North Korea has carried out another ballistic missile test days after a new president took office in the South.
The missile was launched near north-western Kusong, flying hundreds of miles then landing in the Sea of Japan.
It puts immediate pressure on South Korea’s President Moon Jae-in, who campaigned on a platform of better engagement with the North.
A series of North Korean missile tests this year has sparked international alarm and raised tensions with the US.
Two missile launches last month both failed, with the rockets exploding just minutes into flight.
After hosting an emergency meeting of his security council, Mr Moon condemned the latest launch as a “provocation”.
“The president said while South Korea remains open to the possibility of dialogue with North Korea, it is only possible when the North shows a change in attitude,” his spokesman said.
New type of missile?
The nature of the launch is still being determined, but analysts have said the test shows a longer range than previously tested devices.
The Japanese defence minister said it fell about 400km (250 miles) from the east coast of North Korea and could be a new type of missile, Reuters reported.
The US Pacific Command said in a statement the type was being assessed but that its flight was not consistent with that of an intercontinental ballistic missile [ICBM], which would have the range to reach the US mainland.
The White House said President Donald Trump “cannot imagine Russia is pleased” because the missile landed not far from Russian territory.
It added that the new launch should serve as a call for stronger sanctions against North Korea.
North Korea is believed to be developing two types of ICBM, but neither has so far been flight tested.
There has been no comment yet from North Korea, or China, the country’s only major ally.
Cuban echoes, by the BBC’s Korea correspondent Stephen Evans
The North Korean situation has been likened to the Cuban missile crisis in slow motion.
In October 1962, aerial pictures showed that the Soviet Union was building a missile base on Cuba, just off the coast of Florida.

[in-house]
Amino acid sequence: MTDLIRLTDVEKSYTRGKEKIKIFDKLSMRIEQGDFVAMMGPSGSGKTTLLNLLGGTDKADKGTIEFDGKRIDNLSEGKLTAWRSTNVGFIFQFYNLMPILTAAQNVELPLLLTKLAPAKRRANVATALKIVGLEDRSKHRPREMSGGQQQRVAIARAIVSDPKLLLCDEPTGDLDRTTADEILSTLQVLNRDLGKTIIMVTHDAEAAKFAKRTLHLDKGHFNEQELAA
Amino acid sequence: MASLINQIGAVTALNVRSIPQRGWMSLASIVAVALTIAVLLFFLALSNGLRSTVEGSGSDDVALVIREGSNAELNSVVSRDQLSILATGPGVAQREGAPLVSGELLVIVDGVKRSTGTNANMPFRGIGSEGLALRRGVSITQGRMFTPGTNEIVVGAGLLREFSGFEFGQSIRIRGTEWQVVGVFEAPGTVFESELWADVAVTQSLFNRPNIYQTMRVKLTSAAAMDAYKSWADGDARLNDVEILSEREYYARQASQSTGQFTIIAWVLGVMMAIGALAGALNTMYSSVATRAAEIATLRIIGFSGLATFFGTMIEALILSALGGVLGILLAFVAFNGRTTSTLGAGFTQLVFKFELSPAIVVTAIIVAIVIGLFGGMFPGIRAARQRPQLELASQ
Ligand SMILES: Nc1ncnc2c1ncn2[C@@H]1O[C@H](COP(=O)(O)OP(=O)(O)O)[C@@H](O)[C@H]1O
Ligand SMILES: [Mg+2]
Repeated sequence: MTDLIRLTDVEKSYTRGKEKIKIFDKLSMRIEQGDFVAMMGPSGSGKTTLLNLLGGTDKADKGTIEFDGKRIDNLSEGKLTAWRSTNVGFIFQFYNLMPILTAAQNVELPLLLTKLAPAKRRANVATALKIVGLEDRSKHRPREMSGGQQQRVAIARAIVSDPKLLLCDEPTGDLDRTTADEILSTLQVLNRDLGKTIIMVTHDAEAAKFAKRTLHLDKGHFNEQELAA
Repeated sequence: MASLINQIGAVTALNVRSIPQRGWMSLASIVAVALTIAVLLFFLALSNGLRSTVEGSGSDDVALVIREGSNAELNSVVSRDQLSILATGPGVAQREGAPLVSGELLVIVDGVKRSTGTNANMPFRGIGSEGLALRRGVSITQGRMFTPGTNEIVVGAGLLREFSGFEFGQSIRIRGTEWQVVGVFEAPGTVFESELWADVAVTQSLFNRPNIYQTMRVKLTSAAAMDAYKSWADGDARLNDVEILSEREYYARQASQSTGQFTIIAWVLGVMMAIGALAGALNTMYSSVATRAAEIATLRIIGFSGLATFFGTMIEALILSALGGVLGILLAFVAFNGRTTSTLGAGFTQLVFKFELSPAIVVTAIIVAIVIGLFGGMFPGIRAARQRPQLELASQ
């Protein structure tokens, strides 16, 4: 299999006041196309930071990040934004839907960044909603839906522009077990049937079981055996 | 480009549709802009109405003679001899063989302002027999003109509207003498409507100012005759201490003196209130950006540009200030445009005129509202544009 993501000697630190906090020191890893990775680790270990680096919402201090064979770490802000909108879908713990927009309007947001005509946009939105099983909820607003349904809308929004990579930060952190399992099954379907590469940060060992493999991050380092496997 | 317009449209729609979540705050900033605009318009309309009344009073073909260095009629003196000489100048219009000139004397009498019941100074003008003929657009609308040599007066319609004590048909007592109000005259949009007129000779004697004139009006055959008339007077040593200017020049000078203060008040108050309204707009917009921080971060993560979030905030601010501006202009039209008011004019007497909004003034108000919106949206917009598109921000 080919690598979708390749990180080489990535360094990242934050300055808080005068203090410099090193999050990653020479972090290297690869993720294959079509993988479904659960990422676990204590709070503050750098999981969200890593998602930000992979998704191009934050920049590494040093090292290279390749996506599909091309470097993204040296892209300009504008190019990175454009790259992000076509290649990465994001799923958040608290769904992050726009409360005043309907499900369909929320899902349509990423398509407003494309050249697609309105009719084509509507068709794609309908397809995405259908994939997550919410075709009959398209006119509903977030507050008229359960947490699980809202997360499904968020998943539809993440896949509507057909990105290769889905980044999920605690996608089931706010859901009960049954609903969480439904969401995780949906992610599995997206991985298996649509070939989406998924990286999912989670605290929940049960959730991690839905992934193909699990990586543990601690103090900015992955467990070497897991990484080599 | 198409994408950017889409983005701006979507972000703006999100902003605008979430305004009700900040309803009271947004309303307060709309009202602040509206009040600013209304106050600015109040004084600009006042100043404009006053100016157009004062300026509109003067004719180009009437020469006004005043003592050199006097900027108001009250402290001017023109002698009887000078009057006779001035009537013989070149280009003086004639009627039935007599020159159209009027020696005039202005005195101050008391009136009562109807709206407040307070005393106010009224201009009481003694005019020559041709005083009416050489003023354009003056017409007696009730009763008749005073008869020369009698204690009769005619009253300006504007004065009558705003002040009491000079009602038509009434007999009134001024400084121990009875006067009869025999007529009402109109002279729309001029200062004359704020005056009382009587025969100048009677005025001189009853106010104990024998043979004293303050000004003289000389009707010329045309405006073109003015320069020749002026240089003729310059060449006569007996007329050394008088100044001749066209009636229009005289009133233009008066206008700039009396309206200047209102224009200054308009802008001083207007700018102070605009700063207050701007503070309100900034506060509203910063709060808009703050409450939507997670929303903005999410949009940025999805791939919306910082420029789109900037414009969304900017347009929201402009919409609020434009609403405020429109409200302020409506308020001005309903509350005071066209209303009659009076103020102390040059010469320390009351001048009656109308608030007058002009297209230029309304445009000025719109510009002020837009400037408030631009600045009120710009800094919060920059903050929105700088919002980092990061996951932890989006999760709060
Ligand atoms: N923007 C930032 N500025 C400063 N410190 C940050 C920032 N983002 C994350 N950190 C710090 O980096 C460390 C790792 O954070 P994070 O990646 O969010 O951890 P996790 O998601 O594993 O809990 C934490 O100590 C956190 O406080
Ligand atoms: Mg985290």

President Kennedy said he would not accept that. It was what would now be called a “red line”. In the face of a credible threat of war, the Soviet leader Khrushchev backed down.
It is not clear where Mr Trump’s red line is or whether he could enforce it short of a truly devastating war, possibly with China drawn in.
He has said that North Korean missiles capable of hitting the US mainland “won’t happen”. Recently, he has mentioned talking to Kim Jong-un but also warned that North Korea risks a “major, major conflict”.
There is also a new president in Seoul keen on dialogue. As the missile tests continue, it is not clear when or if Washington would decide on military action – or whether Seoul would try to block it.
The North has conducted five nuclear tests despite UN sanctions and is also developing long-range missiles.
It is reported to be continuing efforts to miniaturise nuclear warheads and fit them on missiles capable of reaching the US.
Washington has accused other UN Security Council members of not fully enforcing existing sanctions against the North, and has urged China in particular to use its trade links as influence.
But despite poor relations, North Korea recently said it would hold talks with the US “if the conditions were right”.
The comments, by a senior North Korean diplomat, came after US President Donald Trump said he would be “honoured” to meet the North’s leader, Kim Jong-un.